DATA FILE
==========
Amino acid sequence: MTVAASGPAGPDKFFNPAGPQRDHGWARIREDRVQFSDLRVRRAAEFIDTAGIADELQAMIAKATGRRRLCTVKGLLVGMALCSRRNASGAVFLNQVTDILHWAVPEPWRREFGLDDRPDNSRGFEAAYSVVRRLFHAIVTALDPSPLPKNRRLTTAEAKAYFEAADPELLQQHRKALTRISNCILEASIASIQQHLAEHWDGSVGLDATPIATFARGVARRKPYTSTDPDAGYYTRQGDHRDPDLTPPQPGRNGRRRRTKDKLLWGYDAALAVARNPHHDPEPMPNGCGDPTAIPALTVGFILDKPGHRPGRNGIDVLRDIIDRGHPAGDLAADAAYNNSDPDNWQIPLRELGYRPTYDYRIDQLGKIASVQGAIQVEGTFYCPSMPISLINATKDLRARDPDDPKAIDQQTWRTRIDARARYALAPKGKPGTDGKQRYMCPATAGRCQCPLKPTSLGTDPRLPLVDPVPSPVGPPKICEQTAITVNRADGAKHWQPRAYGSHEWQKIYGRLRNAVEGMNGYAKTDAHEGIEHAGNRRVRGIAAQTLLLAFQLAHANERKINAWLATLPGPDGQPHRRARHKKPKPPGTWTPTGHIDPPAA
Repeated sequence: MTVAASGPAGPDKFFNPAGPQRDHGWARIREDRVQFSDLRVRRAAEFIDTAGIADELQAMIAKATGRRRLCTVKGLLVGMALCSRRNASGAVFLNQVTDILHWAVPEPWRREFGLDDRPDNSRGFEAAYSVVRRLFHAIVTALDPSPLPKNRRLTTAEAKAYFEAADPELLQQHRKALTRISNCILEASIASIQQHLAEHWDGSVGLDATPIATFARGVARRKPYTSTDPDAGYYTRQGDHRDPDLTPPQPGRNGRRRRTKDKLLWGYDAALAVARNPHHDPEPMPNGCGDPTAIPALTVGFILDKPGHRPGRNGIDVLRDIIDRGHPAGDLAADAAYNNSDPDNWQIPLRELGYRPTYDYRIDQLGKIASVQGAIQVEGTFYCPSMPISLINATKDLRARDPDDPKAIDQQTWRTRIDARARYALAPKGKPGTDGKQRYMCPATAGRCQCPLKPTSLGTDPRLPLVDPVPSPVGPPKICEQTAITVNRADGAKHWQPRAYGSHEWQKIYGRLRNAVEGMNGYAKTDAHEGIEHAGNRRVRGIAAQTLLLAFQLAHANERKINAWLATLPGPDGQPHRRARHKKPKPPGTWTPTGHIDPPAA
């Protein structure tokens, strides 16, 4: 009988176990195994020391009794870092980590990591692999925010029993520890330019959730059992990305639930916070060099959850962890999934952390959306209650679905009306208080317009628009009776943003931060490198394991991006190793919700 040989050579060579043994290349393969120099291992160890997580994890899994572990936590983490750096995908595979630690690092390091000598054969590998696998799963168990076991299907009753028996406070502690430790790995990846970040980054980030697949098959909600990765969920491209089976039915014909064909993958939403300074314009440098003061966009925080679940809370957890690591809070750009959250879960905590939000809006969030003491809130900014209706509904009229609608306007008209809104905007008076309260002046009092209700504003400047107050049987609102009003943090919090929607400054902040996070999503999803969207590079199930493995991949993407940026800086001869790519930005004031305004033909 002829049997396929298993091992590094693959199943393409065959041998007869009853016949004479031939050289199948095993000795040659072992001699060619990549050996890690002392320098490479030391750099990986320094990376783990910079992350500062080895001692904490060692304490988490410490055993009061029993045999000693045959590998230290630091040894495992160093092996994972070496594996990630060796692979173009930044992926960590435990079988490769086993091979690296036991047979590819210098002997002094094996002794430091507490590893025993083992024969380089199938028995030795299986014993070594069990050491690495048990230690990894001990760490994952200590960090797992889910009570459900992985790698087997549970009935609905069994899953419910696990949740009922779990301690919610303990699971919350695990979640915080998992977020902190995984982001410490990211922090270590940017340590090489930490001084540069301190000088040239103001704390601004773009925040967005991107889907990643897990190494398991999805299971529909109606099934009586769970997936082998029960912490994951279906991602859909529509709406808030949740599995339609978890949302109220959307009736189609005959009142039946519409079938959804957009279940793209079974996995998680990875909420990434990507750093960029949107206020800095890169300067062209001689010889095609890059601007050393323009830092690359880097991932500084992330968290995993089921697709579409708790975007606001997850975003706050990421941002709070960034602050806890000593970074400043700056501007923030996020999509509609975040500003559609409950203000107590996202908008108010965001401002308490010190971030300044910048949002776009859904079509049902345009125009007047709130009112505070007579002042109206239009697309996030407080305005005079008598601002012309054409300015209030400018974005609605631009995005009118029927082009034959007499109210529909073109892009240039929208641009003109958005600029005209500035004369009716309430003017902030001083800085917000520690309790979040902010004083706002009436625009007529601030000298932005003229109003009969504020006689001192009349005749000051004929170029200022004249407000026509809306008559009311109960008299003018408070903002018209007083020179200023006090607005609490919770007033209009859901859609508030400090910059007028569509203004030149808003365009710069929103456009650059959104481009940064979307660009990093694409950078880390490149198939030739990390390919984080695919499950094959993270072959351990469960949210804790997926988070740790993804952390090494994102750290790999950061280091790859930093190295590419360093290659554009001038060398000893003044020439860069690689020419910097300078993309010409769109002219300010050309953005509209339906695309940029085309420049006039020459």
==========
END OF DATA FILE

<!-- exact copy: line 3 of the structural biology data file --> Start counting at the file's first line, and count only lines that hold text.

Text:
């Protein structure tokens, strides 16, 4: 009988176990195994020391009794870092980590990591692999925010029993520890330019959730059992990305639930916070060099959850962890999934952390959306209650679905009306208080317009628009009776943003931060490198394991991006190793919700 040989050579060579043994290349393969120099291992160890997580994890899994572990936590983490750096995908595979630690690092390091000598054969590998696998799963168990076991299907009753028996406070502690430790790995990846970040980054980030697949098959909600990765969920491209089976039915014909064909993958939403300074314009440098003061966009925080679940809370957890690591809070750009959250879960905590939000809006969030003491809130900014209706509904009229609608306007008209809104905007008076309260002046009092209700504003400047107050049987609102009003943090919090929607400054902040996070999503999803969207590079199930493995991949993407940026800086001869790519930005004031305004033909 002829049997396929298993091992590094693959199943393409065959041998007869009853016949004479031939050289199948095993000795040659072992001699060619990549050996890690002392320098490479030391750099990986320094990376783990910079992350500062080895001692904490060692304490988490410490055993009061029993045999000693045959590998230290630091040894495992160093092996994972070496594996990630060796692979173009930044992926960590435990079988490769086993091979690296036991047979590819210098002997002094094996002794430091507490590893025993083992024969380089199938028995030795299986014993070594069990050491690495048990230690990894001990760490994952200590960090797992889910009570459900992985790698087997549970009935609905069994899953419910696990949740009922779990301690919610303990699971919350695990979640915080998992977020902190995984982001410490990211922090270590940017340590090489930490001084540069301190000088040239103001704390601004773009925040967005991107889907990643897990190494398991999805299971529909109606099934009586769970997936082998029960912490994951279906991602859909529509709406808030949740599995339609978890949302109220959307009736189609005959009142039946519409079938959804957009279940793209079974996995998680990875909420990434990507750093960029949107206020800095890169300067062209001689010889095609890059601007050393323009830092690359880097991932500084992330968290995993089921697709579409708790975007606001997850975003706050990421941002709070960034602050806890000593970074400043700056501007923030996020999509509609975040500003559609409950203000107590996202908008108010965001401002308490010190971030300044910048949002776009859904079509049902345009125009007047709130009112505070007579002042109206239009697309996030407080305005005079008598601002012309054409300015209030400018974005609605631009995005009118029927082009034959007499109210529909073109892009240039929208641009003109958005600029005209500035004369009716309430003017902030001083800085917000520690309790979040902010004083706002009436625009007529601030000298932005003229109003009969504020006689001192009349005749000051004929170029200022004249407000026509809306008559009311109960008299003018408070903002018209007083020179200023006090607005609490919770007033209009859901859609508030400090910059007028569509203004030149808003365009710069929103456009650059959104481009940064979307660009990093694409950078880390490149198939030739990390390919984080695919499950094959993270072959351990469960949210804790997926988070740790993804952390090494994102750290790999950061280091790859930093190295590419360093290659554009001038060398000893003044020439860069690689020419910097300078993309010409769109002219300010050309953005509209339906695309940029085309420049006039020459």